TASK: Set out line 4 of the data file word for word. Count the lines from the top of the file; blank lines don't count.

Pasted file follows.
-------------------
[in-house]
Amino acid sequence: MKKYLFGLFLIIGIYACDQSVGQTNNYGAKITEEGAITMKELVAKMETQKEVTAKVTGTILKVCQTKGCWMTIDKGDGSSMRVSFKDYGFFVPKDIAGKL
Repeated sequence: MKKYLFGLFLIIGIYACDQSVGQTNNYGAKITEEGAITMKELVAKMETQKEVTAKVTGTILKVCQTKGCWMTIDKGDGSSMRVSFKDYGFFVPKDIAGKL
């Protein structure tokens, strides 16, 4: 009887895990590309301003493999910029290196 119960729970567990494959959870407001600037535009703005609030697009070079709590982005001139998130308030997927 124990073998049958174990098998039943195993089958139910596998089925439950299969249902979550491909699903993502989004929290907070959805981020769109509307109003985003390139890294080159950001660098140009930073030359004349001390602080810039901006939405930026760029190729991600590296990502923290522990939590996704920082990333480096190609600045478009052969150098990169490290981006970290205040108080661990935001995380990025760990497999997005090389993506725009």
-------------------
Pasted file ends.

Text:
């Protein structure tokens, strides 16, 4: 009887895990590309301003493999910029290196 119960729970567990494959959870407001600037535009703005609030697009070079709590982005001139998130308030997927 124990073998049958174990098998039943195993089958139910596998089925439950299969249902979550491909699903993502989004929290907070959805981020769109509307109003985003390139890294080159950001660098140009930073030359004349001390602080810039901006939405930026760029190729991600590296990502923290522990939590996704920082990333480096190609600045478009052969150098990169490290981006970290205040108080661990935001995380990025760990497999997005090389993506725009």